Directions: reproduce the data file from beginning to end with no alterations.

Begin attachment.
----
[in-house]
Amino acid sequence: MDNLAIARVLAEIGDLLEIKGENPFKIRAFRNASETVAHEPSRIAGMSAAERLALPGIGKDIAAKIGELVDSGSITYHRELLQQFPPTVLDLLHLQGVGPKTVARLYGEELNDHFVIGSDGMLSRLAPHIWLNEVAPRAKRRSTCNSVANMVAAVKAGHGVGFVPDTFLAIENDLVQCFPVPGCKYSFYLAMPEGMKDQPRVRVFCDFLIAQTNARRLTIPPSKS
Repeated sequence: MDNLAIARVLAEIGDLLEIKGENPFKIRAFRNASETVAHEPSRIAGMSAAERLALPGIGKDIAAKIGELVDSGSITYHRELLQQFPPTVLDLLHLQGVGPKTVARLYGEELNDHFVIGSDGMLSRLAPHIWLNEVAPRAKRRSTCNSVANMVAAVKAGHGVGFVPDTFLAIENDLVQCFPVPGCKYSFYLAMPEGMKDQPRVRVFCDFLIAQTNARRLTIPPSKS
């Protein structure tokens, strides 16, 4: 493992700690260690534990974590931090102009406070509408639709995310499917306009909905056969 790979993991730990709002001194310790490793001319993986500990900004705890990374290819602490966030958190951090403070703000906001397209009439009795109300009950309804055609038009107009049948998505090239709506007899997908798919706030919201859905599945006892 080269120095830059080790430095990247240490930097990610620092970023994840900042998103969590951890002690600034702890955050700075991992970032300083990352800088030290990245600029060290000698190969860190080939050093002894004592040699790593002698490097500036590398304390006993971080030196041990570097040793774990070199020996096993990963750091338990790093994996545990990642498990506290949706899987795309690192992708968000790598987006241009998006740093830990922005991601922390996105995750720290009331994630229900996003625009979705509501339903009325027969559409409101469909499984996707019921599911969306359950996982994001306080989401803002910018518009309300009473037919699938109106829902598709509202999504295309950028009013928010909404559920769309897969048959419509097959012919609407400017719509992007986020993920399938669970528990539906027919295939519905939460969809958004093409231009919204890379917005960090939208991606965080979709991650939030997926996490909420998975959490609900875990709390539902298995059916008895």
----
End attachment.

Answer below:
[in-house]
Amino acid sequence: MDNLAIARVLAEIGDLLEIKGENPFKIRAFRNASETVAHEPSRIAGMSAAERLALPGIGKDIAAKIGELVDSGSITYHRELLQQFPPTVLDLLHLQGVGPKTVARLYGEELNDHFVIGSDGMLSRLAPHIWLNEVAPRAKRRSTCNSVANMVAAVKAGHGVGFVPDTFLAIENDLVQCFPVPGCKYSFYLAMPEGMKDQPRVRVFCDFLIAQTNARRLTIPPSKS
Repeated sequence: MDNLAIARVLAEIGDLLEIKGENPFKIRAFRNASETVAHEPSRIAGMSAAERLALPGIGKDIAAKIGELVDSGSITYHRELLQQFPPTVLDLLHLQGVGPKTVARLYGEELNDHFVIGSDGMLSRLAPHIWLNEVAPRAKRRSTCNSVANMVAAVKAGHGVGFVPDTFLAIENDLVQCFPVPGCKYSFYLAMPEGMKDQPRVRVFCDFLIAQTNARRLTIPPSKS
């Protein structure tokens, strides 16, 4: 493992700690260690534990974590931090102009406070509408639709995310499917306009909905056969 790979993991730990709002001194310790490793001319993986500990900004705890990374290819602490966030958190951090403070703000906001397209009439009795109300009950309804055609038009107009049948998505090239709506007899997908798919706030919201859905599945006892 080269120095830059080790430095990247240490930097990610620092970023994840900042998103969590951890002690600034702890955050700075991992970032300083990352800088030290990245600029060290000698190969860190080939050093002894004592040699790593002698490097500036590398304390006993971080030196041990570097040793774990070199020996096993990963750091338990790093994996545990990642498990506290949706899987795309690192992708968000790598987006241009998006740093830990922005991601922390996105995750720290009331994630229900996003625009979705509501339903009325027969559409409101469909499984996707019921599911969306359950996982994001306080989401803002910018518009309300009473037919699938109106829902598709509202999504295309950028009013928010909404559920769309897969048959419509097959012919609407400017719509992007986020993920399938669970528990539906027919295939519905939460969809958004093409231009919204890379917005960090939208991606965080979709991650939030997926996490909420998975959490609900875990709390539902298995059916008895």